This Barnfind Mercedes-Benz 190SL Has Become The Ultimate Barchetta Cruiser
Photography by Ted Gushue
You’re not looking at a factory special, but at a resurrection worthy of praise. Who knew that deleting a windscreen and allowing a classic to accumulate eight years of rat droppings could make a car complete?
Ted Gushue: How did you come across this thing?
Michael Potiker: I was going for a walk with my father in our neighborhood and I noticed there was a garage door open on a derelict-looking house down the road. There was a car under a cover, with a little sliver of chrome showing. Everything else was covered in dust and dirt. It was right by the ocean, and it had deposited clay and dirt from the cliffs for who knows how long. It looked interesting. Clearly someone knew that it was valuable, as it had a custom fit cover, but it looked like they’d forgotten about it long ago. I went home and thought about it, and then I went back the next day and knocked on the door. A nurse answered, which is where things got interesting.
I asked her if I could pull the cover of the car off, and she said, “Just the front”. I lifted the cover, and I saw the big Mercedes Tri-Star and was like, “Whoa!” At that point, I thought it was a 300. I turned and looked at the nurse and said, “Wow! This must be some old Mercedes or something. I don’t know much about these old cars”. Then, very quickly, put the cover down and walked away. I immediately tracked down the house phone number from his neighbor, and I called the house the next day.
I asked to speak with the owner of the car, and she told me that he was actually in palliative care and quite literally couldn’t speak. I very graciously kept prodding, and was eventually put in touch with the trustee of his estate and his attorney, who allowed me to negotiate the purchase of what by this point I realized was a 190SL. Apparently, this raised a few flags with others in the estate who had been interested in the car, but by total luck I was able to secure it.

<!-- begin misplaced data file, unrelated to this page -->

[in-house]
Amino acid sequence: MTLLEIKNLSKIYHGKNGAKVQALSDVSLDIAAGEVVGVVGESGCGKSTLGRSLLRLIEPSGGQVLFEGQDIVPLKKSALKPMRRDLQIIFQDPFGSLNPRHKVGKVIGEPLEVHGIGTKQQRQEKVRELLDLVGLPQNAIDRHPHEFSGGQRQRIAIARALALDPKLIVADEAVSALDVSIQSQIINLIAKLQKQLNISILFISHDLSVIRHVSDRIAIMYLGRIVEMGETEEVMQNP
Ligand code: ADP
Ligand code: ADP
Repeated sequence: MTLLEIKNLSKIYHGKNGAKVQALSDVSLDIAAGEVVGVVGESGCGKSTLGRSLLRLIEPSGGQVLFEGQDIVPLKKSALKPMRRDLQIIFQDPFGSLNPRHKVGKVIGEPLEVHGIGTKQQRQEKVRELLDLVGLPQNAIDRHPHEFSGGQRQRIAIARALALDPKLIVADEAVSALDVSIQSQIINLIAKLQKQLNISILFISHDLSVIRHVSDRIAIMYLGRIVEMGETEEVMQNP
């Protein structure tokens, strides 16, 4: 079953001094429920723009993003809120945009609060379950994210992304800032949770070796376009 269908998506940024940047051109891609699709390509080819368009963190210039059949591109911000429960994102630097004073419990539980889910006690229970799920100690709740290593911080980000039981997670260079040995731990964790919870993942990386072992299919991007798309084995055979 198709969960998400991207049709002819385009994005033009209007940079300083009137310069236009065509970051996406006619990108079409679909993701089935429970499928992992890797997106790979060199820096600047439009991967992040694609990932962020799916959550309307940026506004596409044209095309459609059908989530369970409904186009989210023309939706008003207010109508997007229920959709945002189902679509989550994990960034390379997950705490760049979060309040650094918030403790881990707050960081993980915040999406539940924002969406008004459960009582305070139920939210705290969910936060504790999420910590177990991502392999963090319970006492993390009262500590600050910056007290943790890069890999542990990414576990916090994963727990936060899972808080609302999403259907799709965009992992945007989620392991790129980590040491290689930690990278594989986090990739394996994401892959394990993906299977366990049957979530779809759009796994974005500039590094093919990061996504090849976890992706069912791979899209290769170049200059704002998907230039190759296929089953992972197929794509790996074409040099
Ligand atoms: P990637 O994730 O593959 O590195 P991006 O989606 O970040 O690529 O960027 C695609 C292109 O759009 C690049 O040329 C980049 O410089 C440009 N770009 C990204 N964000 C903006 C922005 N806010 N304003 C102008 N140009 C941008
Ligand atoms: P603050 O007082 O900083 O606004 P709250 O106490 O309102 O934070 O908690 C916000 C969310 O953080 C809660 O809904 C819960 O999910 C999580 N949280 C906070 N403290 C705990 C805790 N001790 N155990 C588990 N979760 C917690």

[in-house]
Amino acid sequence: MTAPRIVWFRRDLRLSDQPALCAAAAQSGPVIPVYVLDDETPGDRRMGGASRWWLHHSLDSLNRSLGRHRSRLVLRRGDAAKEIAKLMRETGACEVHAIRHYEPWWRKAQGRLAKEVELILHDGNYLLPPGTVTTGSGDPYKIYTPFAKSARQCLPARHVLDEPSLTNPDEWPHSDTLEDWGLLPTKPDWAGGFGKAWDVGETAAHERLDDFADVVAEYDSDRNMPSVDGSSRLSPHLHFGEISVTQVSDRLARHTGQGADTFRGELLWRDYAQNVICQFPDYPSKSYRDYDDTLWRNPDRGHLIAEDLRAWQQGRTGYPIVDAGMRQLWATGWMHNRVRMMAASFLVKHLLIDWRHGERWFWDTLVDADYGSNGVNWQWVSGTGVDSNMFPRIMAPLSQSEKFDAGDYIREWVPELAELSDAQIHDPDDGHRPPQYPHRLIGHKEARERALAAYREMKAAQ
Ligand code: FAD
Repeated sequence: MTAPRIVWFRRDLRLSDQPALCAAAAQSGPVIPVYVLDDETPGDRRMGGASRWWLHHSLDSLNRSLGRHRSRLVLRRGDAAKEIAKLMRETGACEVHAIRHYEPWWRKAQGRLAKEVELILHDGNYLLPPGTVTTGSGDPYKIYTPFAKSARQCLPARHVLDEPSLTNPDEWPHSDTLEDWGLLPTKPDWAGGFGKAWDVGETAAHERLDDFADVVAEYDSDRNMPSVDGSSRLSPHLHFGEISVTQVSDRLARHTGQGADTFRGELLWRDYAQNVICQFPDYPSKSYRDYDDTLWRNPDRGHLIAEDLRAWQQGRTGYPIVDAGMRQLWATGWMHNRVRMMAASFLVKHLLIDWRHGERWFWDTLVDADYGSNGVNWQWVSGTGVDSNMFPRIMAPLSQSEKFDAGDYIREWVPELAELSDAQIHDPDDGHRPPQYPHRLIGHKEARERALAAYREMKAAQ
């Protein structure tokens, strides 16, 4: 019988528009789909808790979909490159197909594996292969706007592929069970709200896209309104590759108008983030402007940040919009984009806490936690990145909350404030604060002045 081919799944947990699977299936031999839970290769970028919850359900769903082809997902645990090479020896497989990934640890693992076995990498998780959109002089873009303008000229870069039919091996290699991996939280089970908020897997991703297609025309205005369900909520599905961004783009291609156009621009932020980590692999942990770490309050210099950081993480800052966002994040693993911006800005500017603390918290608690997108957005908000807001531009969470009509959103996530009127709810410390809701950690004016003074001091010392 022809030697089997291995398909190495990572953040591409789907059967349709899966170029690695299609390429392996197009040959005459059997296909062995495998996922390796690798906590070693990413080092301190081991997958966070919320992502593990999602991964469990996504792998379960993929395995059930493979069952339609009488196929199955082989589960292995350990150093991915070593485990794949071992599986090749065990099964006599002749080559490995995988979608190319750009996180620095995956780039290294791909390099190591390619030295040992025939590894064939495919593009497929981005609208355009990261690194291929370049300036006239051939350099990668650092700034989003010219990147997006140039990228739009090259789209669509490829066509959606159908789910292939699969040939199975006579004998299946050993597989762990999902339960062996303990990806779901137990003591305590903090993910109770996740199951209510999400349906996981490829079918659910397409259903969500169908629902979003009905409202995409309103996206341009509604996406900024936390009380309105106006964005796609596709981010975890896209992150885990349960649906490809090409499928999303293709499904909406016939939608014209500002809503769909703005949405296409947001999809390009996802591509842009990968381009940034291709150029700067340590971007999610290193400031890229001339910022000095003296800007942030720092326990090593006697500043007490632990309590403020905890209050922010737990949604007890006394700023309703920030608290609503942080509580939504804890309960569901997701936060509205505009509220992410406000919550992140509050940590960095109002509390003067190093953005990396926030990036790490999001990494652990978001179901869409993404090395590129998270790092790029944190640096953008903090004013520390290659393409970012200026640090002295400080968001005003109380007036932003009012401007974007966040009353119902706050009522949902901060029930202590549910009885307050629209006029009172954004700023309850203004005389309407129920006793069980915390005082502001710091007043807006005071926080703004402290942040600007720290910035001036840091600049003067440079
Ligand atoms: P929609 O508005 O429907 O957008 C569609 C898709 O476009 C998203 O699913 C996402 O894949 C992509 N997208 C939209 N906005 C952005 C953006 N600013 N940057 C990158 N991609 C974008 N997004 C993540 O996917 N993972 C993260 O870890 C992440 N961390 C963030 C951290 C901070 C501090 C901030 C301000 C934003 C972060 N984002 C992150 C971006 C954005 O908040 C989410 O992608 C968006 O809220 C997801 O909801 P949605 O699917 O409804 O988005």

It had been sitting for probably 8 to 10 years. The hard top was on, but the windows were open under the cover. There were a ton of rodents that had been living in it. There were droppings everywhere. Apparently, a dog had been living in the car at some point, according to the nurse.
TG: What kind of dog?
MP: Something that shed, based on what the interior looked like (laughs). It was completely disgusting. I wore a Tyvek painting suit with booties and a hood and started vacuuming. Then, I realized I was just going to use a razor blade and cut the entire inside of the car out. I cut out the carpet, and then there were these tiles with duct tape and nails in the floor. They definitely weren’t meant to be there, and I was trying to get to the floor to see how bad the rust really was. I put a screwdriver against the tile, and I hit the screwdriver with a hammer, and orange dust came up and I realized, actually, that it was asbestos tiling, which makes sense, because there were flip flops that were left in the back of the car. Obviously, the guy liked to drive barefoot.
TG: Why would someone at any point feel the need to use asbestos tiles? Was there ever a period where asbestos tiles were considered to be used as fireproofing?